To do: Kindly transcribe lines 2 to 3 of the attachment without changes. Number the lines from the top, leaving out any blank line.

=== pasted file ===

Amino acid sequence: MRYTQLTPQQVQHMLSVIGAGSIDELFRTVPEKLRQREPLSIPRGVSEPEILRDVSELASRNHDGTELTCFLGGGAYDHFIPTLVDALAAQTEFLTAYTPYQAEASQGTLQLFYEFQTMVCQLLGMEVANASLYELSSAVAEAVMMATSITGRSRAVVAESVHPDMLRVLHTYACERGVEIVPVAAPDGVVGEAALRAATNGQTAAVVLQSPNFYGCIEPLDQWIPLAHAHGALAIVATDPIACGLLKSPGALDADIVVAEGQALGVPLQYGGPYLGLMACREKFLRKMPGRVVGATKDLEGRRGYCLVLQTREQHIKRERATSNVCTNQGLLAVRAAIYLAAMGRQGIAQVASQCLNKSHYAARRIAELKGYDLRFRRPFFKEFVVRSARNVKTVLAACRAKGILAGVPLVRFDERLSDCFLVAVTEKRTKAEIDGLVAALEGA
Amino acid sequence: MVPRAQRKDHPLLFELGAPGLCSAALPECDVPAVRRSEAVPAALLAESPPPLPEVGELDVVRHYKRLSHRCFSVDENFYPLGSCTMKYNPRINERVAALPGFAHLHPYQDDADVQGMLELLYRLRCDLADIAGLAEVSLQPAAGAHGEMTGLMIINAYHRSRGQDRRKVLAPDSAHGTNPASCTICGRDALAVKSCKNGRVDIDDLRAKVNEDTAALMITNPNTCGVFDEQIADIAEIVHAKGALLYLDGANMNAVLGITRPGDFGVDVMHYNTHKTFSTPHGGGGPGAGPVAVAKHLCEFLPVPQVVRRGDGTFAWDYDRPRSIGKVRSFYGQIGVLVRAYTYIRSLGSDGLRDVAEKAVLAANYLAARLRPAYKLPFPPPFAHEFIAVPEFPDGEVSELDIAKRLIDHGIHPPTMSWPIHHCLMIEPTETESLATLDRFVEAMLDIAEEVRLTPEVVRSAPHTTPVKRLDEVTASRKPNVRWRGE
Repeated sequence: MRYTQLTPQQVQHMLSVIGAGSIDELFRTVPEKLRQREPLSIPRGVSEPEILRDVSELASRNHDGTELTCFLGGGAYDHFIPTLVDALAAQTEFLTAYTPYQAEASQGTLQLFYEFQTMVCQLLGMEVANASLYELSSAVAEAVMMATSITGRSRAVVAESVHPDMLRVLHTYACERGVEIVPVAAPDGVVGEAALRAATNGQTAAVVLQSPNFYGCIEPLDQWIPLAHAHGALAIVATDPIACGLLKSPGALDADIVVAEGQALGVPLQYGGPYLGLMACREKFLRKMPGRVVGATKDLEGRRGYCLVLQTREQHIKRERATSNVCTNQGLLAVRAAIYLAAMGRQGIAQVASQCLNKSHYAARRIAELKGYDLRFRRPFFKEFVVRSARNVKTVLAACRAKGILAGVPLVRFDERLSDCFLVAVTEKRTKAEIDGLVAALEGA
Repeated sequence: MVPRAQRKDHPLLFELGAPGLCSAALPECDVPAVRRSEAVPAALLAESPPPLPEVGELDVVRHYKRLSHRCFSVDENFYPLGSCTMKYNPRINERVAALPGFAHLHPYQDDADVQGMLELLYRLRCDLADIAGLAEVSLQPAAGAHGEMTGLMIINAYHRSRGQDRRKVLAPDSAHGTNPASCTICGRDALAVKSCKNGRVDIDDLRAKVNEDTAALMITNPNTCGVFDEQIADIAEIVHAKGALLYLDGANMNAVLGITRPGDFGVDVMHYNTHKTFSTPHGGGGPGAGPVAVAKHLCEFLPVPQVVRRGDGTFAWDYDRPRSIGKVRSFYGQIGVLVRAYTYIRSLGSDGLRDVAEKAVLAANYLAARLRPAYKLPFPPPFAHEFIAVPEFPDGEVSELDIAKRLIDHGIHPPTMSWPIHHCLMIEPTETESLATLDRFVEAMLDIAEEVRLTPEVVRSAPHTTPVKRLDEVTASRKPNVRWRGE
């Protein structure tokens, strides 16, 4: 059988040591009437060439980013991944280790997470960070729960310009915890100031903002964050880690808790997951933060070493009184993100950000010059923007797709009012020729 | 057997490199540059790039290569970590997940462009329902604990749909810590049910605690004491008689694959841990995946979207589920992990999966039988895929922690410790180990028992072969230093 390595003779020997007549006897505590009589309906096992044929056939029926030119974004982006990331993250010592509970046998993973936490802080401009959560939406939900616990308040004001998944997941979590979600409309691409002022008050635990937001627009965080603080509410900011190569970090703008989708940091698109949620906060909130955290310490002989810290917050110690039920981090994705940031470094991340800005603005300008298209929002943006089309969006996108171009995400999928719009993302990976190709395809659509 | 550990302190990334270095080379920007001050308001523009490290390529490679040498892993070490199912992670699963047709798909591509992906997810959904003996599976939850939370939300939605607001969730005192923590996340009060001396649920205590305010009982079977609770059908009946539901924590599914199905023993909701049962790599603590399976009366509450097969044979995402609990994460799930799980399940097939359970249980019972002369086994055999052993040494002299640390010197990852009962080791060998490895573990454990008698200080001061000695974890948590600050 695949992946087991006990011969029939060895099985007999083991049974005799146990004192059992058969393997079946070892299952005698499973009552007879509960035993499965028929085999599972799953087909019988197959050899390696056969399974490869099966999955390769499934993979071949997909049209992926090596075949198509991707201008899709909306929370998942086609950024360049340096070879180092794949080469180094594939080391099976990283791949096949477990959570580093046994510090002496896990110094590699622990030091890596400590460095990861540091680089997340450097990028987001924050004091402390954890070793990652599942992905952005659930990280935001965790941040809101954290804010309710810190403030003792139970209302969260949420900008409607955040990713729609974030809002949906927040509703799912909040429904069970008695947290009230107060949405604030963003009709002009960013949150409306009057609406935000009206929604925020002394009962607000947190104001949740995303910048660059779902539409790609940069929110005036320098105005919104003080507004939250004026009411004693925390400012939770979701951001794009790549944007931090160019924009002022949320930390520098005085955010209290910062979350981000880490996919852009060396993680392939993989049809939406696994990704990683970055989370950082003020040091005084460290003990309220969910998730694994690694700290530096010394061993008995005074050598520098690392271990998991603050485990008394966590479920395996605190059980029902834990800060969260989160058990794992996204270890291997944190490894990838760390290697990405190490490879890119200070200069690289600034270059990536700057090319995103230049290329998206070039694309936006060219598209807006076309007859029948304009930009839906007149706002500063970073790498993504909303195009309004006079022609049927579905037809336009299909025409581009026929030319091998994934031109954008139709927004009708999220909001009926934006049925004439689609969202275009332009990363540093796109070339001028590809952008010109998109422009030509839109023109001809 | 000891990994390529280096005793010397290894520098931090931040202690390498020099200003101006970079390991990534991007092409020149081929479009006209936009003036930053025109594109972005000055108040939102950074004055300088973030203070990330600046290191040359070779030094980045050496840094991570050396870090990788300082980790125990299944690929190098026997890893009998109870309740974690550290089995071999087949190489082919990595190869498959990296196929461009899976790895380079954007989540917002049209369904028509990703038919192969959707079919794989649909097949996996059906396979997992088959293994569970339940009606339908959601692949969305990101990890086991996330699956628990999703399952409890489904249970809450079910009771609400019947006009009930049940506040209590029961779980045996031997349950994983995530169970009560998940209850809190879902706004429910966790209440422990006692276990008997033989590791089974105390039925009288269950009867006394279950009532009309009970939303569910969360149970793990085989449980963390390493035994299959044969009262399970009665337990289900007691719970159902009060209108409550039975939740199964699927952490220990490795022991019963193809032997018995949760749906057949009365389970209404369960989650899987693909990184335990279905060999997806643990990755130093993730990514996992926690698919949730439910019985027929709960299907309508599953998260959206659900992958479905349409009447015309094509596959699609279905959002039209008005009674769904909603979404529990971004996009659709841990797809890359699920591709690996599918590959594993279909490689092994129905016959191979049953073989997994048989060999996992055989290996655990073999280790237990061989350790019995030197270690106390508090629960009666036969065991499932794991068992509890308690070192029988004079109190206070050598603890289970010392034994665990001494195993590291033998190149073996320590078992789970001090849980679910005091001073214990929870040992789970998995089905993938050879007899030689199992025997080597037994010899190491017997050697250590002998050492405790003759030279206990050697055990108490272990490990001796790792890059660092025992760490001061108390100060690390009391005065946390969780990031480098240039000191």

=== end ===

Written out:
Amino acid sequence: MVPRAQRKDHPLLFELGAPGLCSAALPECDVPAVRRSEAVPAALLAESPPPLPEVGELDVVRHYKRLSHRCFSVDENFYPLGSCTMKYNPRINERVAALPGFAHLHPYQDDADVQGMLELLYRLRCDLADIAGLAEVSLQPAAGAHGEMTGLMIINAYHRSRGQDRRKVLAPDSAHGTNPASCTICGRDALAVKSCKNGRVDIDDLRAKVNEDTAALMITNPNTCGVFDEQIADIAEIVHAKGALLYLDGANMNAVLGITRPGDFGVDVMHYNTHKTFSTPHGGGGPGAGPVAVAKHLCEFLPVPQVVRRGDGTFAWDYDRPRSIGKVRSFYGQIGVLVRAYTYIRSLGSDGLRDVAEKAVLAANYLAARLRPAYKLPFPPPFAHEFIAVPEFPDGEVSELDIAKRLIDHGIHPPTMSWPIHHCLMIEPTETESLATLDRFVEAMLDIAEEVRLTPEVVRSAPHTTPVKRLDEVTASRKPNVRWRGE
Repeated sequence: MRYTQLTPQQVQHMLSVIGAGSIDELFRTVPEKLRQREPLSIPRGVSEPEILRDVSELASRNHDGTELTCFLGGGAYDHFIPTLVDALAAQTEFLTAYTPYQAEASQGTLQLFYEFQTMVCQLLGMEVANASLYELSSAVAEAVMMATSITGRSRAVVAESVHPDMLRVLHTYACERGVEIVPVAAPDGVVGEAALRAATNGQTAAVVLQSPNFYGCIEPLDQWIPLAHAHGALAIVATDPIACGLLKSPGALDADIVVAEGQALGVPLQYGGPYLGLMACREKFLRKMPGRVVGATKDLEGRRGYCLVLQTREQHIKRERATSNVCTNQGLLAVRAAIYLAAMGRQGIAQVASQCLNKSHYAARRIAELKGYDLRFRRPFFKEFVVRSARNVKTVLAACRAKGILAGVPLVRFDERLSDCFLVAVTEKRTKAEIDGLVAALEGA